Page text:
The U.S. Attorney’s Office is accusing Cockerell Dermatopathology (CDP) of submitting $4.2 million in fraudulent claims to TRICARE, the healthcare program for the nation’s military members.
The False Claims Act lawsuit was filed against Dr. Clay Cockerell, who allegedly permitted a laboratory management company to use his clinic’s lab license to submit false claims. These unnecessary tests were submitted to federal health insurance programs. Cockerell was nearly named chairman of Baylor Scott & White’s dermatology program in 2016, when both sides of the agreement backed out after the scheme was exposed. Cockerell was also a past president of the American Academy of Dermatology and a clinical professor of dermatology at UT Southwestern.
In March 2015, the government says Cockerell authorized management company Progen to use his clinic’s license to submit claims for toxicology and pharmacogenomic tests in exchange for 20 percent of net revenue from Progen for the fraudulent tests. Cockerell attempted to avoid the federal anti-kickback laws by specifying that his clinic would not provide services to federal beneficiaries like TRICARE, Medicare, and Medicaid.
The False Claims Act was first passed during the Civil War to fight the massive fraud during the war, where contractors sold the government decrepit horses, weaponry, and other equipment. The law was meant to stop government contractors from fraudulently claiming services rendered. If healthcare providers submit fraudulent claims to the federal government, they are at risk of federal prosecution. But fraudulent providers who avoid federal payers (as Cockerell intended) may still be at risk of federal prosecution. In the Forest Park Medical Center trial, prosecutors used the Federal Travel Act to prosecute providers involved in an illegal kickback scheme, even though the fraud was committed against private insurance companies rather than the federal government. This legal reasoning opens up a new avenue for federal prosecution for fraudulent claims and kickbacks— an avenue that has already sentenced 14 defendants to 74 years in prison.
But unfortunately for Cockerell, Progen allegedly violated the agreement and submitted claims to federal healthcare programs, despite receiving warnings that they were violating the False Claims Act and opening the scheme up to federal prosecution. Progen offered $50 Walmart gift cards to get TRICARE beneficiaries to provide urine and saliva for costly and unnecessary medical testing. CDP has also admitted to receiving $900,000 in improper claims after patient complaints during this time. But despite Progen’s breech of trust, Cockerell continued the relationship.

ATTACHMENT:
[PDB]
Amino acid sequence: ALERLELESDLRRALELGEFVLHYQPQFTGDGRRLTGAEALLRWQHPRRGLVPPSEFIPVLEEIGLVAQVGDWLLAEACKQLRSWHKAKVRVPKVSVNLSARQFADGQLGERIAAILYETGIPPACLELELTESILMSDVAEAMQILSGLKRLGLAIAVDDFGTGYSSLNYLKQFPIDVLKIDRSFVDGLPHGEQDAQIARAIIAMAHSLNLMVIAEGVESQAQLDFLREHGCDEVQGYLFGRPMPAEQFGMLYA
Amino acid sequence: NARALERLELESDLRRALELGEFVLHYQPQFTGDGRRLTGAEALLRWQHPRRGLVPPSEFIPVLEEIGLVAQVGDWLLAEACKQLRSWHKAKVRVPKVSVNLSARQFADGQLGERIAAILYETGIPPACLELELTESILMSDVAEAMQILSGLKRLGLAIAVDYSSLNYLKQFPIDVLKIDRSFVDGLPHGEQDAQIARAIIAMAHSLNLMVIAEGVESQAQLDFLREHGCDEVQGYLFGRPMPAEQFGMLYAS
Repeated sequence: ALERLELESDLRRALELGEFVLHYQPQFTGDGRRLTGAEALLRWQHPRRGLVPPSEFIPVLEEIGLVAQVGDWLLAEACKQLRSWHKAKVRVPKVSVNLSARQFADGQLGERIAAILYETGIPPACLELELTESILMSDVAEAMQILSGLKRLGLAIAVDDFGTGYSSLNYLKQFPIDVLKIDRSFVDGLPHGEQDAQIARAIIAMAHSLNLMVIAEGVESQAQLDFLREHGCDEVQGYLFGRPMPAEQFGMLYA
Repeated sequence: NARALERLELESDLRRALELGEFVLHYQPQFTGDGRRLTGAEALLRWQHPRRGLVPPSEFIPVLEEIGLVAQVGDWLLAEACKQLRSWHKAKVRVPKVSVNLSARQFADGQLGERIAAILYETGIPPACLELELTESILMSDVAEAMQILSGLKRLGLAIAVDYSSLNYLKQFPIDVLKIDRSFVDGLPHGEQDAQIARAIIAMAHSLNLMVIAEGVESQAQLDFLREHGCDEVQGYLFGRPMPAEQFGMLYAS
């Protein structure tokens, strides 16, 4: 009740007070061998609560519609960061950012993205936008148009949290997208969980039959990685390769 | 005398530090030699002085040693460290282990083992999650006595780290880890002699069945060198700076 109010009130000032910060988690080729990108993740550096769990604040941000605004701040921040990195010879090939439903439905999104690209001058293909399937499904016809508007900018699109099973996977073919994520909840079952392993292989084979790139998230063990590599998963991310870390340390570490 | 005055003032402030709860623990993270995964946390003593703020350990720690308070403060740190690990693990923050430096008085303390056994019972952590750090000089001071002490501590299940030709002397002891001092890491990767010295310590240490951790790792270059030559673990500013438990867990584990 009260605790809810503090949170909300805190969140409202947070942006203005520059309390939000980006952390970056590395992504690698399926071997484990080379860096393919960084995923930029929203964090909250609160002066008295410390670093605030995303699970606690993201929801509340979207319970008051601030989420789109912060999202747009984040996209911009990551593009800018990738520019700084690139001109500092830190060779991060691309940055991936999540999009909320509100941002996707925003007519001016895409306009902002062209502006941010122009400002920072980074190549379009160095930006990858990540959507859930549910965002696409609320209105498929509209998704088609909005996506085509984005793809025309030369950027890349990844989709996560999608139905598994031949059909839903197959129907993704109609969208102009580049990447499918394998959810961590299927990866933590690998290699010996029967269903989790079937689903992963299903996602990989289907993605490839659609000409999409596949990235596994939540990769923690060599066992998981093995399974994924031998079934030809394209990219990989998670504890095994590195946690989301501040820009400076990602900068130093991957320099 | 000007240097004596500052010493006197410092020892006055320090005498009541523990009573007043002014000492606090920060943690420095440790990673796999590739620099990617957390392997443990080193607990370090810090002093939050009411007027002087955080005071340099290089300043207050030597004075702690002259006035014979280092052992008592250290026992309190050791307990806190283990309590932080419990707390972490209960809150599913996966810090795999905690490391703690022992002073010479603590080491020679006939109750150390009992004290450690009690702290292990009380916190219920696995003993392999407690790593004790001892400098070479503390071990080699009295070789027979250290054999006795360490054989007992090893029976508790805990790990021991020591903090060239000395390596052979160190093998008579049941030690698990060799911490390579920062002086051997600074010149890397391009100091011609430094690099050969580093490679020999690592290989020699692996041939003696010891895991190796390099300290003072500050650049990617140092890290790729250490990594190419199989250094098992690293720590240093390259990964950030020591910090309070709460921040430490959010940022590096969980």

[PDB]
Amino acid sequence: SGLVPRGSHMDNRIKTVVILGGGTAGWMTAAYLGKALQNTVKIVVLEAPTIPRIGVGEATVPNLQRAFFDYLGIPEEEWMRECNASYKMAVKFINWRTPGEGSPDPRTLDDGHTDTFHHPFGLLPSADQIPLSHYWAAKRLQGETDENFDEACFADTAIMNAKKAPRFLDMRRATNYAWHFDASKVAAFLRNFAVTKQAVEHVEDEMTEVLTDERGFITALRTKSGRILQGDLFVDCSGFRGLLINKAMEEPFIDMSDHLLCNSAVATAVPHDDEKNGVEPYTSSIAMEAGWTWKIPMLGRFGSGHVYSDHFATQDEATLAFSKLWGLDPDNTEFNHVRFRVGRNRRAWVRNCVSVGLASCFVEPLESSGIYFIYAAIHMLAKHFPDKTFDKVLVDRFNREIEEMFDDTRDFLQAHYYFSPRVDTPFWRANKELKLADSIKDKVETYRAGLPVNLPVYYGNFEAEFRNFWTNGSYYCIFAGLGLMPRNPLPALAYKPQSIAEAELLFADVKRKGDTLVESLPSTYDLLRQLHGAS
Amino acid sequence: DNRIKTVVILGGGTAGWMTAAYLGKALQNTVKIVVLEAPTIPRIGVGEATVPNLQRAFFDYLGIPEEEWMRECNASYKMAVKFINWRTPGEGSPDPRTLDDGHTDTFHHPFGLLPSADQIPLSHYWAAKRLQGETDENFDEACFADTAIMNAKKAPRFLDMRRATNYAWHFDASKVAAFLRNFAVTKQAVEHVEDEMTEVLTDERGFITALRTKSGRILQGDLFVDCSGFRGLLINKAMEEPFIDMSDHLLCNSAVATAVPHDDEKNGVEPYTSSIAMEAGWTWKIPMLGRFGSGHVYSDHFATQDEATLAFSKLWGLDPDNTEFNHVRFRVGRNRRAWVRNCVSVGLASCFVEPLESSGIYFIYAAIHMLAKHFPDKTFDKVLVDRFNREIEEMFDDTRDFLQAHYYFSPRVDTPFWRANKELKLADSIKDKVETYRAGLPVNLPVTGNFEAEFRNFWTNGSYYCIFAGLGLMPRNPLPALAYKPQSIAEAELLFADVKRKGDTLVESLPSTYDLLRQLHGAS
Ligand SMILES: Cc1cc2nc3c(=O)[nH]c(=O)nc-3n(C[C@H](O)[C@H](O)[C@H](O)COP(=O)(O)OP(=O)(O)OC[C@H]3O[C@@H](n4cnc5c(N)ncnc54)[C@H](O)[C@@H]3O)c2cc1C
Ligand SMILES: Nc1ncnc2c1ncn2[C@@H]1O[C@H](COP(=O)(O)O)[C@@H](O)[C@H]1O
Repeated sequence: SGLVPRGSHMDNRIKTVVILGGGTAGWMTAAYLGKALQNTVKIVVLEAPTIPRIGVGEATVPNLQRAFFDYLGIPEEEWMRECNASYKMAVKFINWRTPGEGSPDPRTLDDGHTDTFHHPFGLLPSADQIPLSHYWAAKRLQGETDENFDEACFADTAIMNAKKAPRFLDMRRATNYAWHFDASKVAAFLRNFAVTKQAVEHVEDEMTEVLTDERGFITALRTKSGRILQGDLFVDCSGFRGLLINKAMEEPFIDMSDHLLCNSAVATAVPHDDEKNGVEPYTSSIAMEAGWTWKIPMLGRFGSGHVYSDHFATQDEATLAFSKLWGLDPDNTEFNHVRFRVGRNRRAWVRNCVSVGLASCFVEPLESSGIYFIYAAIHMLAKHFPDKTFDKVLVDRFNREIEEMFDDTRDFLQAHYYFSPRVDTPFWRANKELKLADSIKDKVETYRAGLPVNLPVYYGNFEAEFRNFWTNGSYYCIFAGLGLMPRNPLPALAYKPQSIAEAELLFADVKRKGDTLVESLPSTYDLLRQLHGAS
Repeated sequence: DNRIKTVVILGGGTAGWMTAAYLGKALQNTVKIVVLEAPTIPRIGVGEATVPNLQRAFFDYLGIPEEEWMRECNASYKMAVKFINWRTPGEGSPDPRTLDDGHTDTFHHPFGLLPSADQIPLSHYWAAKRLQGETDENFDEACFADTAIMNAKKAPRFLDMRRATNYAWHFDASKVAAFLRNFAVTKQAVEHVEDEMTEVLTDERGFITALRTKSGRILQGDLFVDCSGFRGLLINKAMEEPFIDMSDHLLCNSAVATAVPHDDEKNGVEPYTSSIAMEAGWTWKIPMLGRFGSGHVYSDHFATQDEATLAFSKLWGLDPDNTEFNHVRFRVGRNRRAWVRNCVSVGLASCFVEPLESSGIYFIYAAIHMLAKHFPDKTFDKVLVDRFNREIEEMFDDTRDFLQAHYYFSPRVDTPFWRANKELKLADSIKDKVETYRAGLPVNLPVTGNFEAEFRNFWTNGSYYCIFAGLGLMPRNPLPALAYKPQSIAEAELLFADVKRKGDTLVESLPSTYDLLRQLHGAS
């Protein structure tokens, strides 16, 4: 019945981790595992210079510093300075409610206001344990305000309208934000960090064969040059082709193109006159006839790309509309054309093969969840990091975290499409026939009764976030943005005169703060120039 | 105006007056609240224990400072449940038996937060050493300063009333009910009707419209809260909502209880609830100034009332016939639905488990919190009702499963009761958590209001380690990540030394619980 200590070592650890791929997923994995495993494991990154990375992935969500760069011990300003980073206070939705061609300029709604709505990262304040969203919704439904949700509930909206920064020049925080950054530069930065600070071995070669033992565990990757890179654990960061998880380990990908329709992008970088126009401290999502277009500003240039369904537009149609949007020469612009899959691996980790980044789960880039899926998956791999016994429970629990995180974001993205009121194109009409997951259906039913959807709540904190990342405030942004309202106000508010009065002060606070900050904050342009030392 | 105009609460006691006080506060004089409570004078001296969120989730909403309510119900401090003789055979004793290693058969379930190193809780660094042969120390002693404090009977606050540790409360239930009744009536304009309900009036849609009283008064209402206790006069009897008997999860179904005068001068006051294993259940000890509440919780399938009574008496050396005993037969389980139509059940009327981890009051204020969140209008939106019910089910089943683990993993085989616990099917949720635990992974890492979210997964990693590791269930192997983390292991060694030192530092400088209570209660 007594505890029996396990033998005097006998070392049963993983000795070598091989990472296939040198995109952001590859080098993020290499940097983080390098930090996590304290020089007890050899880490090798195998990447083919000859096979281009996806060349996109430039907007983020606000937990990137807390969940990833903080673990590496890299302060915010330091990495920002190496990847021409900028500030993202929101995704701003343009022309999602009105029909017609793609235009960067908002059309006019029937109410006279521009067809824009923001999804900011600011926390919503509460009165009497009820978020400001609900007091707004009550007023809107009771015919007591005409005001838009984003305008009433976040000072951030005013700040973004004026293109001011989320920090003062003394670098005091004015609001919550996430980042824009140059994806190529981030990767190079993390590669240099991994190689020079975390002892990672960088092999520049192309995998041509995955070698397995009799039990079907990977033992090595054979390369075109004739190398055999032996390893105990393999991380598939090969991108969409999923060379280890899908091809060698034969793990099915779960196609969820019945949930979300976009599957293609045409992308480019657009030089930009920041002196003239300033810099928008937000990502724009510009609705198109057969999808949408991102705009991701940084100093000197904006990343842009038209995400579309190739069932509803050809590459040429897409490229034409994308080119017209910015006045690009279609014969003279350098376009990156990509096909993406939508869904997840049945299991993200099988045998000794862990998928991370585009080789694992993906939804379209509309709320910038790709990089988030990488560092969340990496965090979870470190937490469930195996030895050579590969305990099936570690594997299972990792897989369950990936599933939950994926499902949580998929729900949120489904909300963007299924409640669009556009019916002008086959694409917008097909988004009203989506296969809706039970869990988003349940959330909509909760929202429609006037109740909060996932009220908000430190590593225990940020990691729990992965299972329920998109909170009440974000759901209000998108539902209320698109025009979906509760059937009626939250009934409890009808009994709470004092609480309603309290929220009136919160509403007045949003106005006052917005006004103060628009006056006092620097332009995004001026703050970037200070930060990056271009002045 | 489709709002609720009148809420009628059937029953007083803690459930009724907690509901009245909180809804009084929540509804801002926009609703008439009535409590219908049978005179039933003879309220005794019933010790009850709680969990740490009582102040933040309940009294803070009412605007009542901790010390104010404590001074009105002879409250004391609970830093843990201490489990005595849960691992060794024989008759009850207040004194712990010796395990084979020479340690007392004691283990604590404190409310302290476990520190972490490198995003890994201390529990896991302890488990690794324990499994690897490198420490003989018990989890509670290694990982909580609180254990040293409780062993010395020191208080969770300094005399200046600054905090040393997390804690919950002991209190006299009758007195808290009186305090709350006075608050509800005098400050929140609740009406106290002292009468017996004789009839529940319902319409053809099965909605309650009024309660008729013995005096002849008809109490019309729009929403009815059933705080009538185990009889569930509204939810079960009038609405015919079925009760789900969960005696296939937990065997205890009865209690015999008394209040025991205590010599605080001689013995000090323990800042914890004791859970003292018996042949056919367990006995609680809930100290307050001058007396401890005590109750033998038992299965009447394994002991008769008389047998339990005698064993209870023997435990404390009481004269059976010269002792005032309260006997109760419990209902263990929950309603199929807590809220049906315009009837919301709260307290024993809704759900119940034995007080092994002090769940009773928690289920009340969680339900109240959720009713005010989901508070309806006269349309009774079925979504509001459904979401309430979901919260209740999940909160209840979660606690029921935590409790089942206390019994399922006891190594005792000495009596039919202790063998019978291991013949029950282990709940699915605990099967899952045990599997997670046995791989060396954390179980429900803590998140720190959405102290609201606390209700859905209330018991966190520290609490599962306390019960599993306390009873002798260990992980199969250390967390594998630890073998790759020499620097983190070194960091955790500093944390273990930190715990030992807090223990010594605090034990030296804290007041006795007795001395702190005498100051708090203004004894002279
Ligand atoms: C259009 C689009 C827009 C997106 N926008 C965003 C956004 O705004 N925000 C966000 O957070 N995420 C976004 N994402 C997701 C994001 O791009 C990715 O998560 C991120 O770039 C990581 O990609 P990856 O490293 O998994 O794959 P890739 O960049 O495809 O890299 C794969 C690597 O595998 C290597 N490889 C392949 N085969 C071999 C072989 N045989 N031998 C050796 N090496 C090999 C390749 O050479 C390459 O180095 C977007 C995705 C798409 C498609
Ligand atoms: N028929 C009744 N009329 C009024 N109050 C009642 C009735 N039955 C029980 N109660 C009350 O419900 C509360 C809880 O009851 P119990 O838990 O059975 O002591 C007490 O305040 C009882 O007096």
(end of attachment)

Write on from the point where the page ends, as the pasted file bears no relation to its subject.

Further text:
CBS uncovered the Walmart gift card scheme in 2016. Those working with CDP set up a clinic in a strip mall one mile from Fort Hood, a large military base in Central Texas. CBS says that soldiers would line up each day to provide their DNA, urine, and TRICARE ID to receive gift cards. One soldier’s wife said she visited the clinic a few times a year to make money for Christmas presents. The media coverage prompted the clinic to admit to receiving an additional $3.2 million for false claims and say it would refund the money, but it never did, according to the government.
Finally, in Nov. 2016, Cockerell ended the relationship with Progen while his clinic was under federal investigation. CDP filed an arbitration claim against Progen and its leadership, seeking the funds it had agreed to pay TRICARE. Progen settled and paid $3.485 million to CDP, but Cockerell never refunded TRICARE with the proceeds, the claim states.
The government is now seeking those fraudulent payments that CDP already admitted were improper.